3-week old Taxi arriving at the Napier Kiwi Creche
Creching kiwi has been at an ultimate high this season.
One of the largest conservancies, Maungataniwha (managed by Forest Life Restoration Trust), has seen a record number of eggs in the 2021-22 season.
Eggs are incubated at the National Kiwi Hatchery and are creched at both the National Kiwi Hatchery and the Napier Kiwi creche. With so many chicks this season, some have been shipped off to Pukaha National Wildlife Centre, Mount Bruce in the Wairarapa for rearing to 1kg before release.
The season peaked quickly, with all spaces full in a short space of time. For a while there, it was like managing a MIQ facility.
Last season Napier received its first chick on the 13.10.21, and this season chicks were flooding in from the 23.9.21, so quite a change in the season.
We are now into our second season at the Napier Creche, and we learned a lot in our first season. We took things quietly and did what we knew well. We released 51 chicks in the first year, and this season we have already released 23 chicks to the wild from the Napier Creche. We have a full creche again with the second clutch, and all going well the last chicks should graduate to the wild by the end of June.
Securely packing 6 kiwi chicks into a ute for release
Heat in Hawkes Bay is extreme at times, and luckily the chicks seem to handle it. A great sprinkler system is a great way to cool the place down. However, this season we saw some intense humidity spikes. The chick’s behaviour changed during this period, food consumption dropped across the board, and we also noticed a change in how they slept—often choosing to lie stretched out rather than in the crouched position that we are more familiar with. We did get through it, and the chicks bounced back after a couple of days. We watched a few on camera, and there were also a considerable number of emerging cicadas, grubs, and grasshoppers around, so this may also have affected their eating behaviour. Why eat stuff that doesn’t move when you can chase grasshoppers all night!?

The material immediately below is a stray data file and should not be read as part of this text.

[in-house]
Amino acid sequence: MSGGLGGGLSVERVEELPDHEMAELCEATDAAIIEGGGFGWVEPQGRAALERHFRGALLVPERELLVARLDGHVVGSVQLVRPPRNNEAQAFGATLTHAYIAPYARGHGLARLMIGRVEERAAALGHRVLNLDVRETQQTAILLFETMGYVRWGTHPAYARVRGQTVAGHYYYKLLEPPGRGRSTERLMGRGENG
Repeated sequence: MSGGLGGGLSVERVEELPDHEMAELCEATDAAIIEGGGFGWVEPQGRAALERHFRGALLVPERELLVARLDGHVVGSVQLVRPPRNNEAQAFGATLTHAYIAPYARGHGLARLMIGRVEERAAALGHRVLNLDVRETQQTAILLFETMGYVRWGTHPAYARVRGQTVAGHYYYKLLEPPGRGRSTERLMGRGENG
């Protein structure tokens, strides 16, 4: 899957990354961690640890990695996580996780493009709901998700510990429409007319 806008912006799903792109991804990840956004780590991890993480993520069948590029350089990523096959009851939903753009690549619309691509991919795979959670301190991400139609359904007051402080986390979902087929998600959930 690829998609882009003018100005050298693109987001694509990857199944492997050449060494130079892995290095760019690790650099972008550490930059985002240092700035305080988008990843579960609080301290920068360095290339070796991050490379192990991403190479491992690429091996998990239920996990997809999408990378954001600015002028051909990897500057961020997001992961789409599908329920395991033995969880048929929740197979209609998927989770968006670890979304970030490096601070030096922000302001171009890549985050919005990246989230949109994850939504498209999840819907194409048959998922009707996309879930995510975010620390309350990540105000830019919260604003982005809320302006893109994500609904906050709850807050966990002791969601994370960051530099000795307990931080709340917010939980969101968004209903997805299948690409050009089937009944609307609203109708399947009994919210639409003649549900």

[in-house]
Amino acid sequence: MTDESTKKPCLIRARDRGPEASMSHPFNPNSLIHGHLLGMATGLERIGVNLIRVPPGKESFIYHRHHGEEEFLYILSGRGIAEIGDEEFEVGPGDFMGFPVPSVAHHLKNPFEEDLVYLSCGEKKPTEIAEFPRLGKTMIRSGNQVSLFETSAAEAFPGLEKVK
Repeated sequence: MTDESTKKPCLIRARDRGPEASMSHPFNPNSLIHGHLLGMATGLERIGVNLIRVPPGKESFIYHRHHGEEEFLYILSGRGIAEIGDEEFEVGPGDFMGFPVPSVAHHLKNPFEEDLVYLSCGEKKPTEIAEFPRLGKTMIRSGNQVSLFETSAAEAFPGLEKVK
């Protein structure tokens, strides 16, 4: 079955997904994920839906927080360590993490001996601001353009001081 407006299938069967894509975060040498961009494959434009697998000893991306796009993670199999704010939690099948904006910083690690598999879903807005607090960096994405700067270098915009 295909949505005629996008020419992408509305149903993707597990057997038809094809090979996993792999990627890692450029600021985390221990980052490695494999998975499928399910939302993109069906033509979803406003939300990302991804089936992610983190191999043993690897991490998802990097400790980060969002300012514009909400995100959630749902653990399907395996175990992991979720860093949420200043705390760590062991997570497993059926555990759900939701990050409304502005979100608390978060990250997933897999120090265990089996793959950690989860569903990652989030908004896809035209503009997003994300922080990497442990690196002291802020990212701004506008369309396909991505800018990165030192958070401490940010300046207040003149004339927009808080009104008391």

Crombie Lockwood Kiwi Burrow has also had an outstanding season and hatched their 200th kiwi chick, so huge congratulations to Helen McCormick and her team in Taupo. Some of you may have seen the kiwi chick hatching on the Breakfast Show. Not very often do they stop the hourly national news to watch a kiwi chick hatch.
3-month-old Gnocchi on release day
One of the great things we did at Napier last year was to do a coccidia map on the pens. After every stool sample result, we mapped all findings, including nematodes and cestodes. So, when Emma Scheltema, a new PhD student from Massey, contacted us to access some pens for her coccidia study, all the data we collected was hugely beneficial for her.
From the information that we had collected, Emma was able to select the pens that she thought would be of interest to her. Coccidia is very damaging to the naïve gut of a young kiwi chick, and the more we can learn, treat and care for kiwi chicks, is what we all want to be progressing towards. Emma intends to investigate alternative treatment options for coccidiosis in young kiwi at Operation Nest Egg facilities over the next two summers. Hopefully, we will have some practical management options for kiwi chicks with the results she gets.
A good indication that the runs are full - No room at the Inn
I have included Emma’s PhD Research Project “Coccidiosis in kiwi – Diagnostics and therapeutics.” Emma is under the guidance of Dr Kerri Morgan, Associate Professor Wildlife Health, with who many will be familiar. We wish Emma well with her studies.
The article was written by
WRENNZ Committee Member
Manager Napier Kiwi Creche